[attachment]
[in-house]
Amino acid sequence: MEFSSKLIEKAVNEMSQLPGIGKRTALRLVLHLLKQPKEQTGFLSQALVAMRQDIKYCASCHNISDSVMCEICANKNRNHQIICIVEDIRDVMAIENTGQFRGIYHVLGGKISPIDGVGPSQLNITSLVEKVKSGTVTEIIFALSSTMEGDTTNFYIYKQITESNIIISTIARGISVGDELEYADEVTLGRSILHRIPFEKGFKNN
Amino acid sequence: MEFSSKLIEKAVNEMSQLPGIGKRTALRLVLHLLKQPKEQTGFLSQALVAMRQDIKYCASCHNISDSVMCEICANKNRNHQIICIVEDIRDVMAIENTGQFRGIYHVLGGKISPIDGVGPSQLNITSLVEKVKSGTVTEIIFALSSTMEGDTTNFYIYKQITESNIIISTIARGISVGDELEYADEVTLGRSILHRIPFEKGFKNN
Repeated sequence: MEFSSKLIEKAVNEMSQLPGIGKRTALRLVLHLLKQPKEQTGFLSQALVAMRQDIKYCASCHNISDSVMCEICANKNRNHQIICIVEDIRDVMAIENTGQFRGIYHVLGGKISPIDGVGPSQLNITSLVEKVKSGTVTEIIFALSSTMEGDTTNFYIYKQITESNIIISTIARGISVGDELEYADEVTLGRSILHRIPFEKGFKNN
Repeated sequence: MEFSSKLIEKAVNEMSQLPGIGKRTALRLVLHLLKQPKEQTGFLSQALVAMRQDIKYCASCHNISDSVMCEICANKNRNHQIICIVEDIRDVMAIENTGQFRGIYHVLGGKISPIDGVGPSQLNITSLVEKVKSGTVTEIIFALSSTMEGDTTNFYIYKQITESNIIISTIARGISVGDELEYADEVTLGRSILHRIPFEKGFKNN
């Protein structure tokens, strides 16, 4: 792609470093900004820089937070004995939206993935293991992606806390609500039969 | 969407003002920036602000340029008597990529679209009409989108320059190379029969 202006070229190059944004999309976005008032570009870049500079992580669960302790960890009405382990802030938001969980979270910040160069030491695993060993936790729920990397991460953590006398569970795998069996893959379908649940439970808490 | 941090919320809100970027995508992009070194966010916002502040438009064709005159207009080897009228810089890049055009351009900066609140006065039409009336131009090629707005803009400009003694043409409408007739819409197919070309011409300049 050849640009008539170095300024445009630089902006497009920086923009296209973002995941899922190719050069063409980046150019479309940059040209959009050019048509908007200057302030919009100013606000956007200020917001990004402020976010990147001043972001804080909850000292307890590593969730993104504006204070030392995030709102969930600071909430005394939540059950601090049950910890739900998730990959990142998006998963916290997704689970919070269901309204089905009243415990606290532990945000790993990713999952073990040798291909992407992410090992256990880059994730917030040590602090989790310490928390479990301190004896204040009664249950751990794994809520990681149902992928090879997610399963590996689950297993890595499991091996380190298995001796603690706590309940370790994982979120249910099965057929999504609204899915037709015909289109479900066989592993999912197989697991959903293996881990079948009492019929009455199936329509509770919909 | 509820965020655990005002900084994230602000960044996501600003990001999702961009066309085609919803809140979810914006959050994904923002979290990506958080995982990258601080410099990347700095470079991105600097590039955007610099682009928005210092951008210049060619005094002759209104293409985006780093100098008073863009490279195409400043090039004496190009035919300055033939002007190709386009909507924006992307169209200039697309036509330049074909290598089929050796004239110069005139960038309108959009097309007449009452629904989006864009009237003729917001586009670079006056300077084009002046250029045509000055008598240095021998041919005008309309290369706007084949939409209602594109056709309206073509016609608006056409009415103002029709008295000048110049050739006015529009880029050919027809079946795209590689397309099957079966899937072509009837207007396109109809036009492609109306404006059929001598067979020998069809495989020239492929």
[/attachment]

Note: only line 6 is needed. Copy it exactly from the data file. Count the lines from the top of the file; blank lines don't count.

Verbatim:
């Protein structure tokens, strides 16, 4: 792609470093900004820089937070004995939206993935293991992606806390609500039969 | 969407003002920036602000340029008597990529679209009409989108320059190379029969 202006070229190059944004999309976005008032570009870049500079992580669960302790960890009405382990802030938001969980979270910040160069030491695993060993936790729920990397991460953590006398569970795998069996893959379908649940439970808490 | 941090919320809100970027995508992009070194966010916002502040438009064709005159207009080897009228810089890049055009351009900066609140006065039409009336131009090629707005803009400009003694043409409408007739819409197919070309011409300049 050849640009008539170095300024445009630089902006497009920086923009296209973002995941899922190719050069063409980046150019479309940059040209959009050019048509908007200057302030919009100013606000956007200020917001990004402020976010990147001043972001804080909850000292307890590593969730993104504006204070030392995030709102969930600071909430005394939540059950601090049950910890739900998730990959990142998006998963916290997704689970919070269901309204089905009243415990606290532990945000790993990713999952073990040798291909992407992410090992256990880059994730917030040590602090989790310490928390479990301190004896204040009664249950751990794994809520990681149902992928090879997610399963590996689950297993890595499991091996380190298995001796603690706590309940370790994982979120249910099965057929999504609204899915037709015909289109479900066989592993999912197989697991959903293996881990079948009492019929009455199936329509509770919909 | 509820965020655990005002900084994230602000960044996501600003990001999702961009066309085609919803809140979810914006959050994904923002979290990506958080995982990258601080410099990347700095470079991105600097590039955007610099682009928005210092951008210049060619005094002759209104293409985006780093100098008073863009490279195409400043090039004496190009035919300055033939002007190709386009909507924006992307169209200039697309036509330049074909290598089929050796004239110069005139960038309108959009097309007449009452629904989006864009009237003729917001586009670079006056300077084009002046250029045509000055008598240095021998041919005008309309290369706007084949939409209602594109056709309206073509016609608006056409009415103002029709008295000048110049050739006015529009880029050919027809079946795209590689397309099957079966899937072509009837207007396109109809036009492609109306404006059929001598067979020998069809495989020239492929």